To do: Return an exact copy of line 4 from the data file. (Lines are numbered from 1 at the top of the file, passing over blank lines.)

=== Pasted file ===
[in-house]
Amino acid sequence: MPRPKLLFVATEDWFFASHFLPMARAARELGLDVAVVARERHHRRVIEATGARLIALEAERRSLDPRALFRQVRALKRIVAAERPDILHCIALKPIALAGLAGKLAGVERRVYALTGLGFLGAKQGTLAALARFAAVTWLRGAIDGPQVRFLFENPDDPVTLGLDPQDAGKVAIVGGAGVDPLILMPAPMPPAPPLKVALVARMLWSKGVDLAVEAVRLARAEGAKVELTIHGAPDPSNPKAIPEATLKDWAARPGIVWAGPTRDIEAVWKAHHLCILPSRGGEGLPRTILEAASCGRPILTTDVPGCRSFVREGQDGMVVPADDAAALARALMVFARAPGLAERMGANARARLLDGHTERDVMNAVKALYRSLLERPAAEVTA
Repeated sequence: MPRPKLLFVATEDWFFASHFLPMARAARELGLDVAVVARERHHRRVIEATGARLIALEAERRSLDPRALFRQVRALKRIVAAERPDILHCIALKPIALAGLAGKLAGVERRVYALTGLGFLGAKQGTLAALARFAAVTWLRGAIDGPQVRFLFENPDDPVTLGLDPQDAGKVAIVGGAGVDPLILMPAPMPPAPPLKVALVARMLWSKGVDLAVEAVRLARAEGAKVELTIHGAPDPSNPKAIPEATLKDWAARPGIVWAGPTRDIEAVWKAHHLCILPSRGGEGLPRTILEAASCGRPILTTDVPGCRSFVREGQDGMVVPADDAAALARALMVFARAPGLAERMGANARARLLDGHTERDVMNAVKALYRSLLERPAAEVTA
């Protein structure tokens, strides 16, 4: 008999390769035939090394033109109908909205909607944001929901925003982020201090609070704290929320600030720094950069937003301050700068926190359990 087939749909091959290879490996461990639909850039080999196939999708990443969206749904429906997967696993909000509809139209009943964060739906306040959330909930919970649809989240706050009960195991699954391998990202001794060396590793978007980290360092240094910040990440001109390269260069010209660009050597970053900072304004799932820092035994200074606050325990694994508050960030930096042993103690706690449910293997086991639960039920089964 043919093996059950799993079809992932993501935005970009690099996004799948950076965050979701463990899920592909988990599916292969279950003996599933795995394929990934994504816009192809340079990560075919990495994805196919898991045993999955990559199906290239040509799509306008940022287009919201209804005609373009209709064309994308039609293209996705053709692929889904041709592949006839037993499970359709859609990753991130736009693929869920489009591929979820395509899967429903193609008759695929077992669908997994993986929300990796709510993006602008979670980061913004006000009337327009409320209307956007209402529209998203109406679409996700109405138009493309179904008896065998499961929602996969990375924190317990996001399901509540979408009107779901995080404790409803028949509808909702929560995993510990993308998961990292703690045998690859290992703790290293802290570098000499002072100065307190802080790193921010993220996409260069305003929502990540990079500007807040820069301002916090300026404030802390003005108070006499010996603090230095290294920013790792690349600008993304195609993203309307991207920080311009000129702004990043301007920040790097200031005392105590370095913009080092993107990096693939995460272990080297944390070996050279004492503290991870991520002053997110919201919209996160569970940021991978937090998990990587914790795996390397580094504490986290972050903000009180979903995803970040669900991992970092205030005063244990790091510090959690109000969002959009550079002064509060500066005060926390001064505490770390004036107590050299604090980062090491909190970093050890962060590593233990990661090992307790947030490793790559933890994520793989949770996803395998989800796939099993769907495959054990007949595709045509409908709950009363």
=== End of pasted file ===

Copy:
């Protein structure tokens, strides 16, 4: 008999390769035939090394033109109908909205909607944001929901925003982020201090609070704290929320600030720094950069937003301050700068926190359990 087939749909091959290879490996461990639909850039080999196939999708990443969206749904429906997967696993909000509809139209009943964060739906306040959330909930919970649809989240706050009960195991699954391998990202001794060396590793978007980290360092240094910040990440001109390269260069010209660009050597970053900072304004799932820092035994200074606050325990694994508050960030930096042993103690706690449910293997086991639960039920089964 043919093996059950799993079809992932993501935005970009690099996004799948950076965050979701463990899920592909988990599916292969279950003996599933795995394929990934994504816009192809340079990560075919990495994805196919898991045993999955990559199906290239040509799509306008940022287009919201209804005609373009209709064309994308039609293209996705053709692929889904041709592949006839037993499970359709859609990753991130736009693929869920489009591929979820395509899967429903193609008759695929077992669908997994993986929300990796709510993006602008979670980061913004006000009337327009409320209307956007209402529209998203109406679409996700109405138009493309179904008896065998499961929602996969990375924190317990996001399901509540979408009107779901995080404790409803028949509808909702929560995993510990993308998961990292703690045998690859290992703790290293802290570098000499002072100065307190802080790193921010993220996409260069305003929502990540990079500007807040820069301002916090300026404030802390003005108070006499010996603090230095290294920013790792690349600008993304195609993203309307991207920080311009000129702004990043301007920040790097200031005392105590370095913009080092993107990096693939995460272990080297944390070996050279004492503290991870991520002053997110919201919209996160569970940021991978937090998990990587914790795996390397580094504490986290972050903000009180979903995803970040669900991992970092205030005063244990790091510090959690109000969002959009550079002064509060500066005060926390001064505490770390004036107590050299604090980062090491909190970093050890962060590593233990990661090992307790947030490793790559933890994520793989949770996803395998989800796939099993769907495959054990007949595709045509409908709950009363």